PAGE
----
Most quantitative strategies would measure the attraction of a certain “factor” exposure on the basis of its price momentum. These same systematic strategies see Value as a separate factor, by which they mean low multiple stocks, but will only buy Value if it exhibits momentum. At Antipodes Partners, we worry that factors favoured by systematic strategies will eventually become overvalued (a symptom of crowding), offering little margin of safety at the stock level and exposure to “regime change” style draw-down risk at the portfolio level. Hence, we value a range of factors (e.g. Profitability, Growth, Multiple Dispersion, Yield, Good Yield, Momentum, etc., Charts 1 & 2) rather than Value in isolation (we prefer to label Value as Multiple Dispersion to make a clear statement that the starting multiple is meaningless without the context of growth).
Keeping with our philosophy of finding investments with multiple ways of winning, another way we can win is by gaining:
- Cheap exposure to an expensive factor, e.g. Cisco Systems, a very cheap “Profitability” exposure at a PE of 13x where an equivalent exposure would cost on average +20x PE
- An exposure to an out of favour factor based on the view that the market view may change, e.g. “Good Yield” (cash-flow funded) is offered cheaply by many Utility and Telecommunication stocks, as opposed to the expensive “Bad Yield” (capital market funded) offered by many Infrastructure stocks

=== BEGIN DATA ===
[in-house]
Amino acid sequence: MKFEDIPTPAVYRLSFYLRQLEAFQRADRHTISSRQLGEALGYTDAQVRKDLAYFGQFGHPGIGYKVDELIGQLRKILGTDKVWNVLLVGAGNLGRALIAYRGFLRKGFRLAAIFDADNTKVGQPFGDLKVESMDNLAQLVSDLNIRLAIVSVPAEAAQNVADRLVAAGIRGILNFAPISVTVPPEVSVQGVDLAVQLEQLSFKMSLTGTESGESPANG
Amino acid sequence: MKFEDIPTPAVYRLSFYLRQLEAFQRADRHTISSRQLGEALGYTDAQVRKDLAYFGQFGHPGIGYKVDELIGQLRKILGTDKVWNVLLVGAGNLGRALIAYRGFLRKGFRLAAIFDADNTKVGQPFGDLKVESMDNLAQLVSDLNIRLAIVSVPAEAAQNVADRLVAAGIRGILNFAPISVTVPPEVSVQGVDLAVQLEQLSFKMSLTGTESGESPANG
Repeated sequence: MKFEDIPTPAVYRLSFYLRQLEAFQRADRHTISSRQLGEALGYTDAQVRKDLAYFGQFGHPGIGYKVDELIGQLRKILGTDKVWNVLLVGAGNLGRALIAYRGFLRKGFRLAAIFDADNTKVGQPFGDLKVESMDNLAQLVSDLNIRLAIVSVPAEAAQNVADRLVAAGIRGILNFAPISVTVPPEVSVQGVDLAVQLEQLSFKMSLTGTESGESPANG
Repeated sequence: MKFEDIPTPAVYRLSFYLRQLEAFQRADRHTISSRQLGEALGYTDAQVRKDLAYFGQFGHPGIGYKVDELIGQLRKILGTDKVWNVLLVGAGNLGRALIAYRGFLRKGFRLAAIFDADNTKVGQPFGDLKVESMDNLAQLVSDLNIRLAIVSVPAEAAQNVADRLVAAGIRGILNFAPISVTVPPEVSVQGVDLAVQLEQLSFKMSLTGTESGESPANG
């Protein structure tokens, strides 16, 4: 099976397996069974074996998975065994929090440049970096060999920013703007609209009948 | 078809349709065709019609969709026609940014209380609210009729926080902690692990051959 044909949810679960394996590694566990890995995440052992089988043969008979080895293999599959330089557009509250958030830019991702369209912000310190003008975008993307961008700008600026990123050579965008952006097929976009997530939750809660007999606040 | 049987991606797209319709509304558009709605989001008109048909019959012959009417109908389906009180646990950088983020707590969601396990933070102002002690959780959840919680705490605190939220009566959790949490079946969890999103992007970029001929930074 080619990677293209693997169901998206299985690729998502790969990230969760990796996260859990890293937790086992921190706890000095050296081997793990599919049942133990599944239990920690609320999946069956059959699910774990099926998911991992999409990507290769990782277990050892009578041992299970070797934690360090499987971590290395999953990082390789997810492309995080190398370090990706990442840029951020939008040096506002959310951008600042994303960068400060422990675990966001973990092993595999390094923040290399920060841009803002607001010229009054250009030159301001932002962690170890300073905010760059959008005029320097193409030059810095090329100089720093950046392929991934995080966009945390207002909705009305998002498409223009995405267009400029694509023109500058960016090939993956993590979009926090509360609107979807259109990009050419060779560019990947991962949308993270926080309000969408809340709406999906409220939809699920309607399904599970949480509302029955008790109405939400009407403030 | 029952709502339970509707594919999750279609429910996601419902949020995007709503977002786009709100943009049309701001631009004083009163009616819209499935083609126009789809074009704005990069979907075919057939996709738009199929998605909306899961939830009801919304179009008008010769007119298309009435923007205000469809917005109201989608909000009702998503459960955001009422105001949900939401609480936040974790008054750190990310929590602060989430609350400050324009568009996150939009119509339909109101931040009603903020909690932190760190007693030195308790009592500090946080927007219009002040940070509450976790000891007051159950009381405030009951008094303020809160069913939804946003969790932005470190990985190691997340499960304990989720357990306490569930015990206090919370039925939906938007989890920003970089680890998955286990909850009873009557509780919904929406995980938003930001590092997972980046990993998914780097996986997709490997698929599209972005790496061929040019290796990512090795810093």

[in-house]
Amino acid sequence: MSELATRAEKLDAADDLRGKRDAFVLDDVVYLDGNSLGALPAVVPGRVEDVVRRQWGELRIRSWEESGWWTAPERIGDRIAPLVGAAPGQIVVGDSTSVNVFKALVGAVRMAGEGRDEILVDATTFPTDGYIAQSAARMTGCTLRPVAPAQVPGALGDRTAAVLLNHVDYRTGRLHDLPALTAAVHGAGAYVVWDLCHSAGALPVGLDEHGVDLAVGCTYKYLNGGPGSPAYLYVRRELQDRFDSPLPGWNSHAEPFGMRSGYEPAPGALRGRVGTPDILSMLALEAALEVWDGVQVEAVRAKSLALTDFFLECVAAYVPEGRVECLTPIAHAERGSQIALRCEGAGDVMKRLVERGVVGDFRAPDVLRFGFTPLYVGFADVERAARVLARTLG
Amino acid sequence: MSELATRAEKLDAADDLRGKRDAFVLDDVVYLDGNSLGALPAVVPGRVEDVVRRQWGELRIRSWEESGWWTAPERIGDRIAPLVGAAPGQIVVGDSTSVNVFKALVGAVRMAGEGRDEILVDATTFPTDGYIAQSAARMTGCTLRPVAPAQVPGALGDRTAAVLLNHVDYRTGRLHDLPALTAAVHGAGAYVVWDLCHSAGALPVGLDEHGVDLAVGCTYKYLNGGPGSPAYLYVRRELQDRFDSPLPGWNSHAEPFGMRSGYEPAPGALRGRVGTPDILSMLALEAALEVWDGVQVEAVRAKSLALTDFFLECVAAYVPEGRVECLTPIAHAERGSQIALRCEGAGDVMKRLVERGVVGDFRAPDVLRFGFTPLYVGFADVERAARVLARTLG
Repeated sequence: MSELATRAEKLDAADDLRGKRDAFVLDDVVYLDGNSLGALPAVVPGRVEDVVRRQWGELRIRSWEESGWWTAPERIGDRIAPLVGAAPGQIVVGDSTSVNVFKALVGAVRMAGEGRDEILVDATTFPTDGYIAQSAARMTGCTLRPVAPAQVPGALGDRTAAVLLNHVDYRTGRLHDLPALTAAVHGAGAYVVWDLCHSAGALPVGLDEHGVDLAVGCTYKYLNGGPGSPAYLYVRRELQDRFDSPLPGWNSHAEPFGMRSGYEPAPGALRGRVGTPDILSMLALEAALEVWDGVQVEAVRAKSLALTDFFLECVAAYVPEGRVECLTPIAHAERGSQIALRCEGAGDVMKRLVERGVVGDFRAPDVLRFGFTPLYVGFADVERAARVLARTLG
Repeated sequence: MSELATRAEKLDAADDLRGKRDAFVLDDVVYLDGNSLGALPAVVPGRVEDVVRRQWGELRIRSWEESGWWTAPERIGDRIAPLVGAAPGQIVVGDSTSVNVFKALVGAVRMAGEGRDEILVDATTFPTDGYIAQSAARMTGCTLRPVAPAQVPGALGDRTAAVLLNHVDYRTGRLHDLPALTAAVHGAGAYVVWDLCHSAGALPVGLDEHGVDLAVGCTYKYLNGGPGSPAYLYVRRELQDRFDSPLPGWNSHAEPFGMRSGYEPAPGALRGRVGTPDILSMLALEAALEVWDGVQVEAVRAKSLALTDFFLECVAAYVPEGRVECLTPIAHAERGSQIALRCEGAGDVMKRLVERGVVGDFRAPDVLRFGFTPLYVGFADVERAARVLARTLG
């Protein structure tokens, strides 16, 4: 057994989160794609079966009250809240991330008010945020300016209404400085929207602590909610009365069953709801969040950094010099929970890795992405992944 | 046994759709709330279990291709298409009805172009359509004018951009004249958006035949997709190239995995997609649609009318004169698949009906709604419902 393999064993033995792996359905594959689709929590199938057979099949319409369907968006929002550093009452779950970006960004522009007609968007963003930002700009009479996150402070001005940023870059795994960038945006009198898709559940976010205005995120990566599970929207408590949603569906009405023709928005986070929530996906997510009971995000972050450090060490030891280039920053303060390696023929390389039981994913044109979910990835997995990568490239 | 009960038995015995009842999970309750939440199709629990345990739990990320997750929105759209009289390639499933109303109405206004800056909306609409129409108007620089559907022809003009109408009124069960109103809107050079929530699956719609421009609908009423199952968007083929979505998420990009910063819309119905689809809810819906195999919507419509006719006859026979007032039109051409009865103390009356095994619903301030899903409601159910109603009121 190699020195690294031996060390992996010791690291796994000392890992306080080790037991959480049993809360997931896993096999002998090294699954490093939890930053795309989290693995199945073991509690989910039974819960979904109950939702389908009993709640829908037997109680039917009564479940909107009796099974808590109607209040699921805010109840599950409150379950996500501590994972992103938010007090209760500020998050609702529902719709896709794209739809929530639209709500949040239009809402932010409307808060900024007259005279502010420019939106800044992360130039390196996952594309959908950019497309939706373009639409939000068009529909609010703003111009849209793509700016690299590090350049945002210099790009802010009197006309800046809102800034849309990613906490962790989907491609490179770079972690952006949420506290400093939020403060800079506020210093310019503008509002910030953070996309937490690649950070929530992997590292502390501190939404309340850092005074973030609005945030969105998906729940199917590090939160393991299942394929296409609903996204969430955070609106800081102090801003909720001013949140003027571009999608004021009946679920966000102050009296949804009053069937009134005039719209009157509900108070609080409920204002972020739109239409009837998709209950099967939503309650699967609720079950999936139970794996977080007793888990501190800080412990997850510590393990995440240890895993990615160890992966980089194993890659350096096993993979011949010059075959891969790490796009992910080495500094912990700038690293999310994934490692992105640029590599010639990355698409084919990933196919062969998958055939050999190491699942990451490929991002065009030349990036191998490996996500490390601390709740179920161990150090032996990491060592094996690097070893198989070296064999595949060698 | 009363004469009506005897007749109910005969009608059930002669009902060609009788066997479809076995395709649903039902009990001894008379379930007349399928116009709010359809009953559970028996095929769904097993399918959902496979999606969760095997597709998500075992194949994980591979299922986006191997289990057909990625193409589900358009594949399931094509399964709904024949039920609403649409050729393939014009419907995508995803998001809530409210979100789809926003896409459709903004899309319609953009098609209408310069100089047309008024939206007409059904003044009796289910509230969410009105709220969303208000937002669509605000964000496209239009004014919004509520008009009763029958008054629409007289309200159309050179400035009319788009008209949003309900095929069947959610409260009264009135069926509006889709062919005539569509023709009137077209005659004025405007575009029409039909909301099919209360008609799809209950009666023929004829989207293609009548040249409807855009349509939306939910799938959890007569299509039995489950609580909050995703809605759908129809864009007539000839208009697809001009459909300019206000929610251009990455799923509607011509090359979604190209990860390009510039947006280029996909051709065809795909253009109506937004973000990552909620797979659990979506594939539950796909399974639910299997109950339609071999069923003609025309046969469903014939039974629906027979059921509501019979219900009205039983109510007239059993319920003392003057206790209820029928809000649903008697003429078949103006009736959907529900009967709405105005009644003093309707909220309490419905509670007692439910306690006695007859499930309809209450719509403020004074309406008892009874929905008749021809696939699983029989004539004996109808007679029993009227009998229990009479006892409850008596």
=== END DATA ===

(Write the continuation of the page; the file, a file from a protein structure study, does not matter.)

Accordingly, Charts 1 and 2 apply our proprietary quantitative tools to determine how expensive various factors have become relative to the last 30 years (expressed as a Z-Score) by comparing the valuation of the MOST PROFITABLE (HIGHEST GROWTH/MOMENTUM or LOWEST MULTIPLE) stocks to the LEAST PROFITABLE (LOWEST GROWTH/ MOMENTUM or HIGHEST MULTIPLE) stocks.
See Glossary for factor definitions. Source: Antipodes Partners
See Glossary for factor definitions. Source: Antipodes Partners
With reference to Charts 1 and 2 we note:
- The market is celebrating stocks that display high Profitability, Growth and Momentum independently of starting multiple. Further, it’s noteworthy that the market’s willingness to pay-up for Growth, Profitability and Momentum is approaching the heady days of the late 1990’s tech bubble. One can also observe the subsequent derating that occurred as high Growth and Profitability attracted competition and these stocks lost their allure, a clear example of how a high starting multiple was predictive of future sub-par returns.